Doctor Shopping and Unlawful Police Investigation

           The facts in the case of the State of Florida versus Jeffrey Singming Sun are as follows:

 

          "A deputy arrested Jeffrey Sun's brother for driving under the influence. In the car, the deputy found a notebook. Seeing that the notebook contained information on different pharmacies and dollar amounts, the deputy suspected doctor shopping. This suspicion led him to turn the notebook over to Detective Eric Keith. Detective Keith inspected the notebook and started an investigation that brought him to a CVS pharmacy in Juno Beach. There, Detective Keith sought the brother's prescription history. The pharmacist helpfully pointed out that the brother had a twin, Sun, and gave Detective Keith patient profiles for both men. Visiting several other area pharmacies, Detective Keith obtained Sun's patient profile from each, all without a [search] warrant or a subpoena.

 

          The investigation shifted into its next phase. Detective Keith compared all of Sun's patient profiles to determine whether Sun had gotten the same or similar medications from two or more physicians within a thirty-day period. Sun had. Detective Keith proceeded to contact the three prescribing physicians. He asked each if they had a patient in their care with Sun's name and birth date, and each said yes. When asked, each doctor denied knowing Sun had been seeing other doctors who had been giving him the same or similar prescriptions. They provided written statements to that effect and handed over Sun's signed patient contracts. In his [report], Detective Keith noted '[the doctors] did not disclose the nature of any of Sun's underlying health condition(s) that [necessitated] issuance of the prescriptions.'  As with the pharmacy records, Detective Keith had neither a warrant nor a subpoena for these items."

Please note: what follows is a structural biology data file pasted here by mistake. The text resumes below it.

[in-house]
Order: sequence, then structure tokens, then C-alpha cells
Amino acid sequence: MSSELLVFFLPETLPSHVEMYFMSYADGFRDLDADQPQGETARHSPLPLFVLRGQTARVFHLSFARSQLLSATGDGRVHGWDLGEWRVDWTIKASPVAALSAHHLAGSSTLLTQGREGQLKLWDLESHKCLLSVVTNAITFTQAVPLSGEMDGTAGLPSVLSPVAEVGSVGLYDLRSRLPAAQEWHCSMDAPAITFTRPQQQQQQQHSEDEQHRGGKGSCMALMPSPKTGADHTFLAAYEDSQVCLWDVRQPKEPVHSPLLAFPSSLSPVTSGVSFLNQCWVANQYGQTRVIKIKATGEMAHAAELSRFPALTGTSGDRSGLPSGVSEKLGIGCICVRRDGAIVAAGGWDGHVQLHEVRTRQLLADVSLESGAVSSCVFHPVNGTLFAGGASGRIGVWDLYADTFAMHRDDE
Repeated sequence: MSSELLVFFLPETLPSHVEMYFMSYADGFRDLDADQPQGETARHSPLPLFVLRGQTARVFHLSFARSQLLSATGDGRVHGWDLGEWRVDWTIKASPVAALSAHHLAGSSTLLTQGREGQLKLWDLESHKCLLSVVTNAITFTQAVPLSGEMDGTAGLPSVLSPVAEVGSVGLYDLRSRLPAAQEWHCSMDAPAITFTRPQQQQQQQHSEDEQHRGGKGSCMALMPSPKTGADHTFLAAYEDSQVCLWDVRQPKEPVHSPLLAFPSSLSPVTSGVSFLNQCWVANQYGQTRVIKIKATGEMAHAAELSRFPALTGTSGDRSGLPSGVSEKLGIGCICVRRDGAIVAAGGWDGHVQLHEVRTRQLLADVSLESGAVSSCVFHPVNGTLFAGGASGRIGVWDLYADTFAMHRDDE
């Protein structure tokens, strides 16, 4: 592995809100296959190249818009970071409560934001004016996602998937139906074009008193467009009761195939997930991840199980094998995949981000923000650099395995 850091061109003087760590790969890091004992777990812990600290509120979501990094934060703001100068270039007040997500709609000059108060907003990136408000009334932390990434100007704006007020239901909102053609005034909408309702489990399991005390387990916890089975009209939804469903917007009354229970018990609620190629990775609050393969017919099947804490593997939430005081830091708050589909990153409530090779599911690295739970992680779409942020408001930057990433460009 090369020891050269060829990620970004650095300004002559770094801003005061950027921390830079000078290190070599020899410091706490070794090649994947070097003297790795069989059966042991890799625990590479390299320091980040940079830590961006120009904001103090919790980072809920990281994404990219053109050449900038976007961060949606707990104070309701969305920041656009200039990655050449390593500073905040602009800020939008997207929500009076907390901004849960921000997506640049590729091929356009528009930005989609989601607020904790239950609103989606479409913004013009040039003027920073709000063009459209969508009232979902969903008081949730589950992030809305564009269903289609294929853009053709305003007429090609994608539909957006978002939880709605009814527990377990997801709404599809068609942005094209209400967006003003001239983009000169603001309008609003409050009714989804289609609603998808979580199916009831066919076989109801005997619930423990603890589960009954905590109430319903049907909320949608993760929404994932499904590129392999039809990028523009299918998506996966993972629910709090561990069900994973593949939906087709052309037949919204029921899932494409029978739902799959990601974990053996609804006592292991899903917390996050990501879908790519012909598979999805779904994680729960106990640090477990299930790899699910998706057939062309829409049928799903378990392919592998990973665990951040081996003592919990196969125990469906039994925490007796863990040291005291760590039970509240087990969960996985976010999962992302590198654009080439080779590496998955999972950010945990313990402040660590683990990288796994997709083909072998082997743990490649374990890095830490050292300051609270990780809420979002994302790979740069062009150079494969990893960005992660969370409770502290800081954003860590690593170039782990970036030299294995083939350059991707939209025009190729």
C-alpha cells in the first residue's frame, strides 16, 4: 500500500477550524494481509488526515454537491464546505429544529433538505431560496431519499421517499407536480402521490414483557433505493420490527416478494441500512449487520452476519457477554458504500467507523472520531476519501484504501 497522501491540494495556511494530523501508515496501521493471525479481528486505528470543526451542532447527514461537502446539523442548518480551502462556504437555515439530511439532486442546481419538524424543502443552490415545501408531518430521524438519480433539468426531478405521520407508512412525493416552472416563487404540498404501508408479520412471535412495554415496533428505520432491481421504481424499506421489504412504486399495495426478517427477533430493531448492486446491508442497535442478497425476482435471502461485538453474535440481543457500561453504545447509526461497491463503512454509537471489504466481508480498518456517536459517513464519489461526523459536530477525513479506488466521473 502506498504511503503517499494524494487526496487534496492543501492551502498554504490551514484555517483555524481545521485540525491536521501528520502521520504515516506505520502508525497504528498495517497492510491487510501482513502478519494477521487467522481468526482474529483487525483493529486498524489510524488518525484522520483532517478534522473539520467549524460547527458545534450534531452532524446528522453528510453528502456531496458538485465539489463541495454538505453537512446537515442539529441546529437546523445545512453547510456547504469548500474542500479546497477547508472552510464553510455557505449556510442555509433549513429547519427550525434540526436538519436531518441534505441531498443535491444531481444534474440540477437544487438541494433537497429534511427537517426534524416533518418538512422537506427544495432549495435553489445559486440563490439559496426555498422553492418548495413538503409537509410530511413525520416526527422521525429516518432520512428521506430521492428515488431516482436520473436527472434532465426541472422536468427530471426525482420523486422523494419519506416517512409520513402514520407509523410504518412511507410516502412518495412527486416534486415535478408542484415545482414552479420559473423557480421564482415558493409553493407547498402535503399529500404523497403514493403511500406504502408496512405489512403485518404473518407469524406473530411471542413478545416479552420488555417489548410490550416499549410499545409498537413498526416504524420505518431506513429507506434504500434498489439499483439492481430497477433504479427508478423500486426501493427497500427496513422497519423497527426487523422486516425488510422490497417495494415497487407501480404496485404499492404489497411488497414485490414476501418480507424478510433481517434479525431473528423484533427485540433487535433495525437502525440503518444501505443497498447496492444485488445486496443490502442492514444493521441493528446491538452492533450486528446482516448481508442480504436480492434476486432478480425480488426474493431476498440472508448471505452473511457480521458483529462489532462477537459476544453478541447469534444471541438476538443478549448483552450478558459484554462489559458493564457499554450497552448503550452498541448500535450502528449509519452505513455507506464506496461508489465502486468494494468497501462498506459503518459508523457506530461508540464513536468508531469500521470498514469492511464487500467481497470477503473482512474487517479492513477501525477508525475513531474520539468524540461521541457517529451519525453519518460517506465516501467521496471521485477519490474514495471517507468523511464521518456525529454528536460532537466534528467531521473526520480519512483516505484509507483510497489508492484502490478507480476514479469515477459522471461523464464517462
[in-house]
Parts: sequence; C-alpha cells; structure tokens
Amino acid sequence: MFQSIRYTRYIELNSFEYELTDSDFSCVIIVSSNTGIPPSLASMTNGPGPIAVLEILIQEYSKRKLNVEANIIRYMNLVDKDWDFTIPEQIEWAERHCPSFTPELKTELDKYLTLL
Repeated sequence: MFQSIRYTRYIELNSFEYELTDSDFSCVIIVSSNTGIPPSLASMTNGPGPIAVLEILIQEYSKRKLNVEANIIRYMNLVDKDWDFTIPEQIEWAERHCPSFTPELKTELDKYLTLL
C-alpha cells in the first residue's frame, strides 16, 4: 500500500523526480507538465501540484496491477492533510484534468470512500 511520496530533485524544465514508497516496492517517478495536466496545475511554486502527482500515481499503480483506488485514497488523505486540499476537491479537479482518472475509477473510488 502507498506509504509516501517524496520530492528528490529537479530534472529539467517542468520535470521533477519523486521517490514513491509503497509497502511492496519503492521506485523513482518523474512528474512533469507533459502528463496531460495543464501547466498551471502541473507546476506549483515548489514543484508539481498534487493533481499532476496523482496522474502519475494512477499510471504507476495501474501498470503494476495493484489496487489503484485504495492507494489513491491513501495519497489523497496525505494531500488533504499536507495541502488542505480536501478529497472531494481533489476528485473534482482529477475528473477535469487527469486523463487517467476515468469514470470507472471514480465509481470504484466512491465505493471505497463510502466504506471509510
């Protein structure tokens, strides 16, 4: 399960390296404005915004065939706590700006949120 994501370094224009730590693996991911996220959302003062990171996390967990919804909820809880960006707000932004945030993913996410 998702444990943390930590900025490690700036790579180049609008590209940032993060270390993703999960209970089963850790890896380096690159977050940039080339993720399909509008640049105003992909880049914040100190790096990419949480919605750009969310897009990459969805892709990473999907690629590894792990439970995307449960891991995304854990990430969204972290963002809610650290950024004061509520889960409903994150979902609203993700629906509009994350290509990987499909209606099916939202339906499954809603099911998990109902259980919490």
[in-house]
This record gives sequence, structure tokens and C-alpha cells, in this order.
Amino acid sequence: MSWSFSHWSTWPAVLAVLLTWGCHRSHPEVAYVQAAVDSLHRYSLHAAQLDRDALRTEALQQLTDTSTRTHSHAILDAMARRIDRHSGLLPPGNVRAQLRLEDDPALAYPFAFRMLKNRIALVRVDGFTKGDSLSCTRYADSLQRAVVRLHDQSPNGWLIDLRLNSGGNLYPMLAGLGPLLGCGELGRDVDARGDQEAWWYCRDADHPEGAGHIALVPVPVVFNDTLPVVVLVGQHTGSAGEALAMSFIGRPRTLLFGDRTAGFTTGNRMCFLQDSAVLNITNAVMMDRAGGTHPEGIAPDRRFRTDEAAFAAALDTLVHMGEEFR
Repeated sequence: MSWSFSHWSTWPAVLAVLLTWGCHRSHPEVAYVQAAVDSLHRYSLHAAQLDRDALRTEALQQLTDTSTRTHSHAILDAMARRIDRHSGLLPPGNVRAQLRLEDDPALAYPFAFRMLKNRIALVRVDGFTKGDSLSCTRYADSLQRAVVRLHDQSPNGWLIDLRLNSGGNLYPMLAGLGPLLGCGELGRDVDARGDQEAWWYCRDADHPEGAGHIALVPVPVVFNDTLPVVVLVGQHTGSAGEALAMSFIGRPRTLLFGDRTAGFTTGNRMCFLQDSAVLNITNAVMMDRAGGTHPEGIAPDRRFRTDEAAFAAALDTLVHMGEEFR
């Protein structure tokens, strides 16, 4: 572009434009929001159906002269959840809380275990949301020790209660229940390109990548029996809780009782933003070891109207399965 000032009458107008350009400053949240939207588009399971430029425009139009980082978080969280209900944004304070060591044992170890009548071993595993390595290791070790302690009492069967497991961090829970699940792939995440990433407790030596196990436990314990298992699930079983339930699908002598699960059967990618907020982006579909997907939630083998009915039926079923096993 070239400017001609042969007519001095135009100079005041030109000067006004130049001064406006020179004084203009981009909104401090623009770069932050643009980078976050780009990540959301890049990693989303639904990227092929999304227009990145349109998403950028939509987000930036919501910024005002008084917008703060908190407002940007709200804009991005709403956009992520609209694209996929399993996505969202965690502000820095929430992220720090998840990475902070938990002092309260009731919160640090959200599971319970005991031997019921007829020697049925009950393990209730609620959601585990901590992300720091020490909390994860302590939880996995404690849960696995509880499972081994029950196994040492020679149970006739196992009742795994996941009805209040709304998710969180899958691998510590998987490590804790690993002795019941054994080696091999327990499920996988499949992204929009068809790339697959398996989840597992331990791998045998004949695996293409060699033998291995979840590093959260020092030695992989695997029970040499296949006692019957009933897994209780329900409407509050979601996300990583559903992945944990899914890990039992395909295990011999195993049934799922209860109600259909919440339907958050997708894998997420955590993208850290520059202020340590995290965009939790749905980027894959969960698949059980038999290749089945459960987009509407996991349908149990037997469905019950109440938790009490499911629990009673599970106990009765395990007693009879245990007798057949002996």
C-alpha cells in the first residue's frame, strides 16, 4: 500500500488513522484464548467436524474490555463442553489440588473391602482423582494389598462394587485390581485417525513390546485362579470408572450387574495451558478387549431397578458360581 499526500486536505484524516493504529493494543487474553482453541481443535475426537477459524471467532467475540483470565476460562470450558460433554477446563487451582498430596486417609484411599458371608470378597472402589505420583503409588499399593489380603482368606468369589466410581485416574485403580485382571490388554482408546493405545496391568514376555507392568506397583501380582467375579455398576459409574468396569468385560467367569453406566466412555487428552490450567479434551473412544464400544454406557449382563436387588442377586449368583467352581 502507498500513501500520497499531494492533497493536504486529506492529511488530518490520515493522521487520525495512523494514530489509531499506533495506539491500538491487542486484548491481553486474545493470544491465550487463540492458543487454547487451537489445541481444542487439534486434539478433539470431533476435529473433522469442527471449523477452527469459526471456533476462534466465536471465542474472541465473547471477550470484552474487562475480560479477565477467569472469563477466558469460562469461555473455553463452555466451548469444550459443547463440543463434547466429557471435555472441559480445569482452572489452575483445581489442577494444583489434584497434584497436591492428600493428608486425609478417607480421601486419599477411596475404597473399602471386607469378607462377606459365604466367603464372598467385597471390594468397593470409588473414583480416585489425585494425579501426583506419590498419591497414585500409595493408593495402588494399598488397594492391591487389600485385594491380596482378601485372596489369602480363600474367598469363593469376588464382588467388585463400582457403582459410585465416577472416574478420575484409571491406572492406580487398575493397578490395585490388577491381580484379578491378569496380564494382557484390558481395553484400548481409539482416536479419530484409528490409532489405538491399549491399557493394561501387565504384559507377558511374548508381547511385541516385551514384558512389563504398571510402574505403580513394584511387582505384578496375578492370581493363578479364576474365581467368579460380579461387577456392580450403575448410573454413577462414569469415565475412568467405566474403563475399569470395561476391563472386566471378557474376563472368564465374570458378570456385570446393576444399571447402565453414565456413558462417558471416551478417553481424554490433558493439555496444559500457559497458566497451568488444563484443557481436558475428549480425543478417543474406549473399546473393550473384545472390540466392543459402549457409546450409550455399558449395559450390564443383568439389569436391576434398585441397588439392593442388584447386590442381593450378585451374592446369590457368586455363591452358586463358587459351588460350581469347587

As a result of the detective's investigation, the Office of the State Attorney charged Mr. Sun with trafficking in oxycodone and withholding information from a doctor in order to obtain a prescription for a controlled substance when the person has obtained the same or similar prescription from another doctor within the past 30 days (more commonly known as doctor shopping).
 
          
          Mr. Sun's case eventually reached Florida's Fourth District Court of Appeal which decided the following four issues:
 
 
           1.  Whether Sun's patient contracts were protected from examination by Detective Keith because of Sun's right to privacy in his medical records;
 
 
          2.  Whether the doctors' statements to Detective Keith about Sun violated the doctor-patient privilege that Sun had with his doctors;
 
 
          3.  Whether the trial judge was correct when he suppressed Sun's patient contracts and the doctors' statements to Detective Keith about Sun; and
 
 
          4.  Whether the trial judge should have suppressed the pharmacy records that the detective obtained without a search warrant or subpoena.
 
 
          Regarding the first issue, the appellate court ruled that Florida law requires the police to obtain a subpoena after providing notice to a patient before they may seize a patient's medical records.  Because Detective Keith did not obtain a subpoena in this case, it was unlawful for him to seize Sun's medical records.
 
 
          Regarding the second issue, the appellate court likewise ruled that Florida law requires the police to obtain a subpoena before they are allowed to elicit confidential information from a patient's doctor.  Because the detective did not obtain such a subpoena in this case, it was unlawful for him to elicit such information from Sun's doctors.
 
 
          Regarding the third issue, the appellate court ruled that the trial judge was correct to suppress Sun's patient contracts as well as the doctors' statements to Detective Keith about Sun because "suppression is the only remedy to sanction [Detective Keith's] misconduct and deter similar misconduct. . . .  Without court intervention and review as mandated by statute, countless innocent patient records are subject to examination and review by well-meaning but misguided law enforcement officials."
 
 
          Regarding the last issue, the appellate court stated that Florida law does authorize law-enforcement officers to obtain patient pharmacy records without first acquiring a search warrant or subpoena.  Therefore, it was lawful for Detective Keith to seize Sun's pharmacy records in this case.

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